Roger Boulton is the Stephen Scott Professor of Enology and Chemical Engineering at UC Davis.
Roger studies the chemical and biochemical engineering aspects of winemaking and distilled spirits production. His work involves fermentation and reaction kinetics; physical and chemical stability of wines; the mathematical modeling, computer simulation and control of enological operations; winery design (winemaking equipment selection, winery design and layout) and the economics of investment and operation.
His current research involves a major effort into the phenomenon of copigmentation, a major color phenomenon in red wines, as well as fermentation interests involving juice composition and sulfide formation.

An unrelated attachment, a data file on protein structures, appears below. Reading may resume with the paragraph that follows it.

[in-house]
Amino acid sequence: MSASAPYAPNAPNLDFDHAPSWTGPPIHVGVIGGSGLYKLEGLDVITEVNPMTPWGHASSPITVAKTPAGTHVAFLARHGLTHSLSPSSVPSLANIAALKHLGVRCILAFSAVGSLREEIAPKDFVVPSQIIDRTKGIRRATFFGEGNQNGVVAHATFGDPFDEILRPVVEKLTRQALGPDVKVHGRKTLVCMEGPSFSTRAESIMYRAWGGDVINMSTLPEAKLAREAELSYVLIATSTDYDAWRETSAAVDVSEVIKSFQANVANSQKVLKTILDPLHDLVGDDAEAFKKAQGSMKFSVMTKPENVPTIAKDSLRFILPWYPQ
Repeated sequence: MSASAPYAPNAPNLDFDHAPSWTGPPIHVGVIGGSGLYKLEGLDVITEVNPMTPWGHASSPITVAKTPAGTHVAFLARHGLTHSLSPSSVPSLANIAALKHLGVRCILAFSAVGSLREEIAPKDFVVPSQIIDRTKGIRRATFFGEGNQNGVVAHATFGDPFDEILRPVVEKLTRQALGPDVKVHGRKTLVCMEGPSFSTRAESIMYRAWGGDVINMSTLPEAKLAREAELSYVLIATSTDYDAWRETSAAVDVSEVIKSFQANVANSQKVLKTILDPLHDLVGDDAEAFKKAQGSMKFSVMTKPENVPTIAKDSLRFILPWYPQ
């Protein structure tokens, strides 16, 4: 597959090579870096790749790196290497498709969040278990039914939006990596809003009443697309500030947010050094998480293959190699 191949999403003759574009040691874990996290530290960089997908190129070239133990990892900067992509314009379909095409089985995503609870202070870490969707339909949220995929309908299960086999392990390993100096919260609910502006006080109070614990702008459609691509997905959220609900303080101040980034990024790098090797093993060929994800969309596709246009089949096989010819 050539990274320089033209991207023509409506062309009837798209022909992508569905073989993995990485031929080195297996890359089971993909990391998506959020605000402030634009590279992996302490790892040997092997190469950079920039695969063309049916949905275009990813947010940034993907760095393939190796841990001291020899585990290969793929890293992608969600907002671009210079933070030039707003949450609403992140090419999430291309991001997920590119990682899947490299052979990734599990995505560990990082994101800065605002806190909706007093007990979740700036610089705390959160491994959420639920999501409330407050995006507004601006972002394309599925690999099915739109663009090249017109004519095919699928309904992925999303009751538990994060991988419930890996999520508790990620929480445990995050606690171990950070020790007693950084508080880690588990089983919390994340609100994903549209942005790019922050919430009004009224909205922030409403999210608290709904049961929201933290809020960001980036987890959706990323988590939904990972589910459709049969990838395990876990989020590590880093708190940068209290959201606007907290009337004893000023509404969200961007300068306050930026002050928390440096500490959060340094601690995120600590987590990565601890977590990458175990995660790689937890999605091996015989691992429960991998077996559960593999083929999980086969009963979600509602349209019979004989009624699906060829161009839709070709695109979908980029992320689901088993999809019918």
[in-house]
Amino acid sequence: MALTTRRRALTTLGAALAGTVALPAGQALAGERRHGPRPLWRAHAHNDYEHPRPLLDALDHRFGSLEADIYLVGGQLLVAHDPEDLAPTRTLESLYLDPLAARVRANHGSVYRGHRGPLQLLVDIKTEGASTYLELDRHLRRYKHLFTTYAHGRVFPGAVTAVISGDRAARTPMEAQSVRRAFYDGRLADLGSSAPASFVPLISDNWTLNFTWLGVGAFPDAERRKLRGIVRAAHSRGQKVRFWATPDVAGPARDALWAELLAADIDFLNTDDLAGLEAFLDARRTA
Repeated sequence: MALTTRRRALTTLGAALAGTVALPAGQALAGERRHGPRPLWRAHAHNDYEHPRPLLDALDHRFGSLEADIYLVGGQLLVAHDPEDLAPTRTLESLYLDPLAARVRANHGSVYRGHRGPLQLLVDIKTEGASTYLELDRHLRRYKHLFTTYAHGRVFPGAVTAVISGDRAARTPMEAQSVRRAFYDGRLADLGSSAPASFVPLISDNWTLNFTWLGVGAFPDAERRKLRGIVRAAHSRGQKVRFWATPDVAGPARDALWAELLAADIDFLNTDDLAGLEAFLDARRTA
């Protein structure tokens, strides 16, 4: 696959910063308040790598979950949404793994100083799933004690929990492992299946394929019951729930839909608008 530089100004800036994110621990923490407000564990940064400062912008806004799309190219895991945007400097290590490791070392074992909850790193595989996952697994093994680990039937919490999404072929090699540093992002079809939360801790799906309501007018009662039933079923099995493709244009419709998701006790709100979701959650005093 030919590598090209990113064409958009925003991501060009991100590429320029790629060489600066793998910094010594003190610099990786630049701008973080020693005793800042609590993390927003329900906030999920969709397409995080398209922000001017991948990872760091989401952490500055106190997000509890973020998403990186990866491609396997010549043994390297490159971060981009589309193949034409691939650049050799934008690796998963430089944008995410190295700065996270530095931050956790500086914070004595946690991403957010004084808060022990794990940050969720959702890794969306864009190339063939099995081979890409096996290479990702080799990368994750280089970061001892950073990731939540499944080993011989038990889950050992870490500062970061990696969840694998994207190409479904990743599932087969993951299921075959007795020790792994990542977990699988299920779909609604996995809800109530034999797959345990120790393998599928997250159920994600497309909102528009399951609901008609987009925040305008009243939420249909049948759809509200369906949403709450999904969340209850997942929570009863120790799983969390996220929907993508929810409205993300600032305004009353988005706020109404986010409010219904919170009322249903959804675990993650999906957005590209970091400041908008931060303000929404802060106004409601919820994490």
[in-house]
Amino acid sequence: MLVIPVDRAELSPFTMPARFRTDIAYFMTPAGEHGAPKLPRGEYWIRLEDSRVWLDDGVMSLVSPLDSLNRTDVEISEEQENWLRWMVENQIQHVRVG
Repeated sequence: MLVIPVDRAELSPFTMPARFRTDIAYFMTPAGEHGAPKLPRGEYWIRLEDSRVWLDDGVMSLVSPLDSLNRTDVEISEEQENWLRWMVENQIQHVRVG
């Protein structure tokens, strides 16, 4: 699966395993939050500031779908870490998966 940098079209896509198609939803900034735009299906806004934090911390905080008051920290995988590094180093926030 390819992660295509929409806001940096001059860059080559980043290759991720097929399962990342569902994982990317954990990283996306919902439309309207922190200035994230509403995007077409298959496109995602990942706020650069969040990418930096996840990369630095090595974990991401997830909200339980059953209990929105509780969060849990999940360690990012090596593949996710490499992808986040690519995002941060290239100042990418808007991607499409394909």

Roger is a member of the Jurade de Saint Emilion and was appointed the Stephen Sinclair Scott Endowed Chair in Enology in January 2000. In 2000 he was named among "the 50 Most influential people in the US Wine Industry" by Wines and Vines Magazine. In 1998, he and three colleagues (Vernon Singleton, Linda Bisson and Ralph Kunkee) received the Office International de la Vigne et du Vin (OIV) Prize in Oenology for their text The Principles and Practices of Winemaking.
Roger has been awarded the Outstanding Paper of the Year prize in the American Journal for Enology and Viticulture on four occasions, and was the Eminent Speaker in Chemical Engineering, chosen by the Australian Institute of Engineers in 1995.
Roger received both his Bachelor's and Ph.D. in Chemical Engineering from the University of Melbourne, Australia.